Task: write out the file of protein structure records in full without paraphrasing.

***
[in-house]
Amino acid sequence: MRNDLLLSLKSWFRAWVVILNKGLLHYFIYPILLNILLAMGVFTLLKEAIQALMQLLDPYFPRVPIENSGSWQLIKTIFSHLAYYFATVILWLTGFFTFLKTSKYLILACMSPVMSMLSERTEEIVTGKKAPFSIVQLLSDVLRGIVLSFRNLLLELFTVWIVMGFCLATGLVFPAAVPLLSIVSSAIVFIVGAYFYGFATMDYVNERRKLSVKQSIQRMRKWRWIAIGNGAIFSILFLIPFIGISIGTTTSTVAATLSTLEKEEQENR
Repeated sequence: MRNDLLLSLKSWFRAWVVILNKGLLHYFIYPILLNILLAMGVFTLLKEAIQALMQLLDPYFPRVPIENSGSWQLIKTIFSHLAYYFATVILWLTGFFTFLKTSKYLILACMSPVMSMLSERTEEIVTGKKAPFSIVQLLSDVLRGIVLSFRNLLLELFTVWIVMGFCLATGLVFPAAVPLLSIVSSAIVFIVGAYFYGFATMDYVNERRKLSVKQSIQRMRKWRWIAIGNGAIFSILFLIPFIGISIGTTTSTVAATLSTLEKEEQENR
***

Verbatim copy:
[in-house]
Amino acid sequence: MRNDLLLSLKSWFRAWVVILNKGLLHYFIYPILLNILLAMGVFTLLKEAIQALMQLLDPYFPRVPIENSGSWQLIKTIFSHLAYYFATVILWLTGFFTFLKTSKYLILACMSPVMSMLSERTEEIVTGKKAPFSIVQLLSDVLRGIVLSFRNLLLELFTVWIVMGFCLATGLVFPAAVPLLSIVSSAIVFIVGAYFYGFATMDYVNERRKLSVKQSIQRMRKWRWIAIGNGAIFSILFLIPFIGISIGTTTSTVAATLSTLEKEEQENR
Repeated sequence: MRNDLLLSLKSWFRAWVVILNKGLLHYFIYPILLNILLAMGVFTLLKEAIQALMQLLDPYFPRVPIENSGSWQLIKTIFSHLAYYFATVILWLTGFFTFLKTSKYLILACMSPVMSMLSERTEEIVTGKKAPFSIVQLLSDVLRGIVLSFRNLLLELFTVWIVMGFCLATGLVFPAAVPLLSIVSSAIVFIVGAYFYGFATMDYVNERRKLSVKQSIQRMRKWRWIAIGNGAIFSILFLIPFIGISIGTTTSTVAATLSTLEKEEQENR